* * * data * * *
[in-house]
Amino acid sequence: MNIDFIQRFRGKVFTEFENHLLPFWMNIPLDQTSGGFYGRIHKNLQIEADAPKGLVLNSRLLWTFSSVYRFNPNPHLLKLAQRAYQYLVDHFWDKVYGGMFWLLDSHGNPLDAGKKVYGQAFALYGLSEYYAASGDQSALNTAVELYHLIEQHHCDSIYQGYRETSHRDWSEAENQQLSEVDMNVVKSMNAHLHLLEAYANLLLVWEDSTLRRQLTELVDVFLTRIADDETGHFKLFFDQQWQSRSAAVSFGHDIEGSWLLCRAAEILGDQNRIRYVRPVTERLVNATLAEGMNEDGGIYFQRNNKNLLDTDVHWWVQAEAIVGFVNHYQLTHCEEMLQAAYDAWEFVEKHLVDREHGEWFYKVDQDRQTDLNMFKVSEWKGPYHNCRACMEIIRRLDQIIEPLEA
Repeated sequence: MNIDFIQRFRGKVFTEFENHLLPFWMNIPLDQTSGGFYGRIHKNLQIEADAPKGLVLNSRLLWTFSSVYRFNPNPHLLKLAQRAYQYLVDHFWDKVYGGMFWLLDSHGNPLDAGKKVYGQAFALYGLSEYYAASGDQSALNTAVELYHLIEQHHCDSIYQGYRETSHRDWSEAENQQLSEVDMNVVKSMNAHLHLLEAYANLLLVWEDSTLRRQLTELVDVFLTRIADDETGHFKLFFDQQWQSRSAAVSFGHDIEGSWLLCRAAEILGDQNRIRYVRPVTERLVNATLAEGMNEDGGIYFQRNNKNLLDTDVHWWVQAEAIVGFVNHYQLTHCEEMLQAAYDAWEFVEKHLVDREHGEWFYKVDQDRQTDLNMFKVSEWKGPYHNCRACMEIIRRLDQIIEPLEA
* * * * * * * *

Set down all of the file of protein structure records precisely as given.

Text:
[in-house]
Amino acid sequence: MNIDFIQRFRGKVFTEFENHLLPFWMNIPLDQTSGGFYGRIHKNLQIEADAPKGLVLNSRLLWTFSSVYRFNPNPHLLKLAQRAYQYLVDHFWDKVYGGMFWLLDSHGNPLDAGKKVYGQAFALYGLSEYYAASGDQSALNTAVELYHLIEQHHCDSIYQGYRETSHRDWSEAENQQLSEVDMNVVKSMNAHLHLLEAYANLLLVWEDSTLRRQLTELVDVFLTRIADDETGHFKLFFDQQWQSRSAAVSFGHDIEGSWLLCRAAEILGDQNRIRYVRPVTERLVNATLAEGMNEDGGIYFQRNNKNLLDTDVHWWVQAEAIVGFVNHYQLTHCEEMLQAAYDAWEFVEKHLVDREHGEWFYKVDQDRQTDLNMFKVSEWKGPYHNCRACMEIIRRLDQIIEPLEA
Repeated sequence: MNIDFIQRFRGKVFTEFENHLLPFWMNIPLDQTSGGFYGRIHKNLQIEADAPKGLVLNSRLLWTFSSVYRFNPNPHLLKLAQRAYQYLVDHFWDKVYGGMFWLLDSHGNPLDAGKKVYGQAFALYGLSEYYAASGDQSALNTAVELYHLIEQHHCDSIYQGYRETSHRDWSEAENQQLSEVDMNVVKSMNAHLHLLEAYANLLLVWEDSTLRRQLTELVDVFLTRIADDETGHFKLFFDQQWQSRSAAVSFGHDIEGSWLLCRAAEILGDQNRIRYVRPVTERLVNATLAEGMNEDGGIYFQRNNKNLLDTDVHWWVQAEAIVGFVNHYQLTHCEEMLQAAYDAWEFVEKHLVDREHGEWFYKVDQDRQTDLNMFKVSEWKGPYHNCRACMEIIRRLDQIIEPLEA